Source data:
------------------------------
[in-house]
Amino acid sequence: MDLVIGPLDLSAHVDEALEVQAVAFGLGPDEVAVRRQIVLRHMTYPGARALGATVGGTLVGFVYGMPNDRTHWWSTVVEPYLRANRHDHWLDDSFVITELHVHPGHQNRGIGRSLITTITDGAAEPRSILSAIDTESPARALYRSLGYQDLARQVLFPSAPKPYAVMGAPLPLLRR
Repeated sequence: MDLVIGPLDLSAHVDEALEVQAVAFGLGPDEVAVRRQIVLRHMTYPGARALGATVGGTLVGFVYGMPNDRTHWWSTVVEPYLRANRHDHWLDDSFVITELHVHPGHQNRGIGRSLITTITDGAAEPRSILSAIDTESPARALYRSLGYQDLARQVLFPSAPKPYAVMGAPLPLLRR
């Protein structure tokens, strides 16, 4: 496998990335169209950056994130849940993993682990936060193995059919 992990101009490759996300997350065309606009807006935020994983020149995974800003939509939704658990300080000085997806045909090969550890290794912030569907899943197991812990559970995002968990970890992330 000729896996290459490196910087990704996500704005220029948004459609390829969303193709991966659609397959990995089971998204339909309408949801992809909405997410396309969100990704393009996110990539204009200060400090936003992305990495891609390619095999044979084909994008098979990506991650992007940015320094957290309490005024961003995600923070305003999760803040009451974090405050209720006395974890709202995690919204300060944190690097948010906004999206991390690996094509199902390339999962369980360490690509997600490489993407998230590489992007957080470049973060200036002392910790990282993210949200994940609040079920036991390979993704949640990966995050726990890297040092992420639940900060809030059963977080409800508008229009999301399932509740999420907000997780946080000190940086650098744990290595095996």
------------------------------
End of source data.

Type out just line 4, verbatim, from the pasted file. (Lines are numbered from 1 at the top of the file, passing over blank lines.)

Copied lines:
């Protein structure tokens, strides 16, 4: 496998990335169209950056994130849940993993682990936060193995059919 992990101009490759996300997350065309606009807006935020994983020149995974800003939509939704658990300080000085997806045909090969550890290794912030569907899943197991812990559970995002968990970890992330 000729896996290459490196910087990704996500704005220029948004459609390829969303193709991966659609397959990995089971998204339909309408949801992809909405997410396309969100990704393009996110990539204009200060400090936003992305990495891609390619095999044979084909994008098979990506991650992007940015320094957290309490005024961003995600923070305003999760803040009451974090405050209720006395974890709202995690919204300060944190690097948010906004999206991390690996094509199902390339999962369980360490690509997600490489993407998230590489992007957080470049973060200036002392910790990282993210949200994940609040079920036991390979993704949640990966995050726990890297040092992420639940900060809030059963977080409800508008229009999301399932509740999420907000997780946080000190940086650098744990290595095996």